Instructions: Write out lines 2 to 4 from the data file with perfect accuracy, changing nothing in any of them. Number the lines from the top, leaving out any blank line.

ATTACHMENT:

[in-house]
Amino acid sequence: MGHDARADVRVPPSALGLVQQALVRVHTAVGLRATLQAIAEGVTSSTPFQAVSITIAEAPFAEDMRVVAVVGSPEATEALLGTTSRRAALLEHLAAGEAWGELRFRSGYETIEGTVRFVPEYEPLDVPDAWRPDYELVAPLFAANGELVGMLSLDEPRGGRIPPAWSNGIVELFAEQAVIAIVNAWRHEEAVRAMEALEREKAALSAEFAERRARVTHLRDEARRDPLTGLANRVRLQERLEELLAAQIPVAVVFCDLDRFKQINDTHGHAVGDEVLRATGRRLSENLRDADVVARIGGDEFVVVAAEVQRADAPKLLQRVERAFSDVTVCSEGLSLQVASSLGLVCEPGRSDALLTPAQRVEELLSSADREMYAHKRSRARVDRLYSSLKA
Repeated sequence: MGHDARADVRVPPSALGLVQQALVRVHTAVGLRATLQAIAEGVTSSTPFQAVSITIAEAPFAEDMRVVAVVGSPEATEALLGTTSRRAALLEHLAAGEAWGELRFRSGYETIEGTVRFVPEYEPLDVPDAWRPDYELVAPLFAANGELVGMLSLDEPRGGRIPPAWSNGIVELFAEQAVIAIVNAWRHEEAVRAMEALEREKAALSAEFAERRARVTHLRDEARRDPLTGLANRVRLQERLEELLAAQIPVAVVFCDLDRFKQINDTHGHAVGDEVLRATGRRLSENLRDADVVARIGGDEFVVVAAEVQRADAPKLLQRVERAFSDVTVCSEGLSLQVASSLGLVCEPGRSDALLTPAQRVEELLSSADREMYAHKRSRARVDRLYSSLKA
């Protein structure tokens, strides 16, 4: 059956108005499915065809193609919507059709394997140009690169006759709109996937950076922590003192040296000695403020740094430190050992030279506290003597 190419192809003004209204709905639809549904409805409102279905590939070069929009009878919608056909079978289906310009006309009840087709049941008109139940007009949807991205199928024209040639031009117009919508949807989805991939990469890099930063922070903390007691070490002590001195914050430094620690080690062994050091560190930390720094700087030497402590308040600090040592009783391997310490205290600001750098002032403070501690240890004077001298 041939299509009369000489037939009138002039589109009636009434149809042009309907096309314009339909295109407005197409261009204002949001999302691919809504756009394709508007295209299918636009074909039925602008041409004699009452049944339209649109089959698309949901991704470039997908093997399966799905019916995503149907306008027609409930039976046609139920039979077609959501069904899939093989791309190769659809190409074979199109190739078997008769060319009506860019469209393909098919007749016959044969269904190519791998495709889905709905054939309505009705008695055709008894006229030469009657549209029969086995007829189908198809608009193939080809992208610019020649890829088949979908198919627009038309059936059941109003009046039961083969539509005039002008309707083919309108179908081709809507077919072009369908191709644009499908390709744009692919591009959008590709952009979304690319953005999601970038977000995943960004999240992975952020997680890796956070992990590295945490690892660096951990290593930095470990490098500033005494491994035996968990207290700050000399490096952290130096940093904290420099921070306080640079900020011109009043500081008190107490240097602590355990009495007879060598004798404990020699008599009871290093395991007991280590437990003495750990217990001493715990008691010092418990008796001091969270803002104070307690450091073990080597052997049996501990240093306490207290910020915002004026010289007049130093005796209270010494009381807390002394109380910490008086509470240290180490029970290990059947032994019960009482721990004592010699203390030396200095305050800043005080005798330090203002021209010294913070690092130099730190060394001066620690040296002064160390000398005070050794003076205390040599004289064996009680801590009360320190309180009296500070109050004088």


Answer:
Amino acid sequence: MGHDARADVRVPPSALGLVQQALVRVHTAVGLRATLQAIAEGVTSSTPFQAVSITIAEAPFAEDMRVVAVVGSPEATEALLGTTSRRAALLEHLAAGEAWGELRFRSGYETIEGTVRFVPEYEPLDVPDAWRPDYELVAPLFAANGELVGMLSLDEPRGGRIPPAWSNGIVELFAEQAVIAIVNAWRHEEAVRAMEALEREKAALSAEFAERRARVTHLRDEARRDPLTGLANRVRLQERLEELLAAQIPVAVVFCDLDRFKQINDTHGHAVGDEVLRATGRRLSENLRDADVVARIGGDEFVVVAAEVQRADAPKLLQRVERAFSDVTVCSEGLSLQVASSLGLVCEPGRSDALLTPAQRVEELLSSADREMYAHKRSRARVDRLYSSLKA
Repeated sequence: MGHDARADVRVPPSALGLVQQALVRVHTAVGLRATLQAIAEGVTSSTPFQAVSITIAEAPFAEDMRVVAVVGSPEATEALLGTTSRRAALLEHLAAGEAWGELRFRSGYETIEGTVRFVPEYEPLDVPDAWRPDYELVAPLFAANGELVGMLSLDEPRGGRIPPAWSNGIVELFAEQAVIAIVNAWRHEEAVRAMEALEREKAALSAEFAERRARVTHLRDEARRDPLTGLANRVRLQERLEELLAAQIPVAVVFCDLDRFKQINDTHGHAVGDEVLRATGRRLSENLRDADVVARIGGDEFVVVAAEVQRADAPKLLQRVERAFSDVTVCSEGLSLQVASSLGLVCEPGRSDALLTPAQRVEELLSSADREMYAHKRSRARVDRLYSSLKA
């Protein structure tokens, strides 16, 4: 059956108005499915065809193609919507059709394997140009690169006759709109996937950076922590003192040296000695403020740094430190050992030279506290003597 190419192809003004209204709905639809549904409805409102279905590939070069929009009878919608056909079978289906310009006309009840087709049941008109139940007009949807991205199928024209040639031009117009919508949807989805991939990469890099930063922070903390007691070490002590001195914050430094620690080690062994050091560190930390720094700087030497402590308040600090040592009783391997310490205290600001750098002032403070501690240890004077001298 041939299509009369000489037939009138002039589109009636009434149809042009309907096309314009339909295109407005197409261009204002949001999302691919809504756009394709508007295209299918636009074909039925602008041409004699009452049944339209649109089959698309949901991704470039997908093997399966799905019916995503149907306008027609409930039976046609139920039979077609959501069904899939093989791309190769659809190409074979199109190739078997008769060319009506860019469209393909098919007749016959044969269904190519791998495709889905709905054939309505009705008695055709008894006229030469009657549209029969086995007829189908198809608009193939080809992208610019020649890829088949979908198919627009038309059936059941109003009046039961083969539509005039002008309707083919309108179908081709809507077919072009369908191709644009499908390709744009692919591009959008590709952009979304690319953005999601970038977000995943960004999240992975952020997680890796956070992990590295945490690892660096951990290593930095470990490098500033005494491994035996968990207290700050000399490096952290130096940093904290420099921070306080640079900020011109009043500081008190107490240097602590355990009495007879060598004798404990020699008599009871290093395991007991280590437990003495750990217990001493715990008691010092418990008796001091969270803002104070307690450091073990080597052997049996501990240093306490207290910020915002004026010289007049130093005796209270010494009381807390002394109380910490008086509470240290180490029970290990059947032994019960009482721990004592010699203390030396200095305050800043005080005798330090203002021209010294913070690092130099730190060394001066620690040296002064160390000398005070050794003076205390040599004289064996009680801590009360320190309180009296500070109050004088």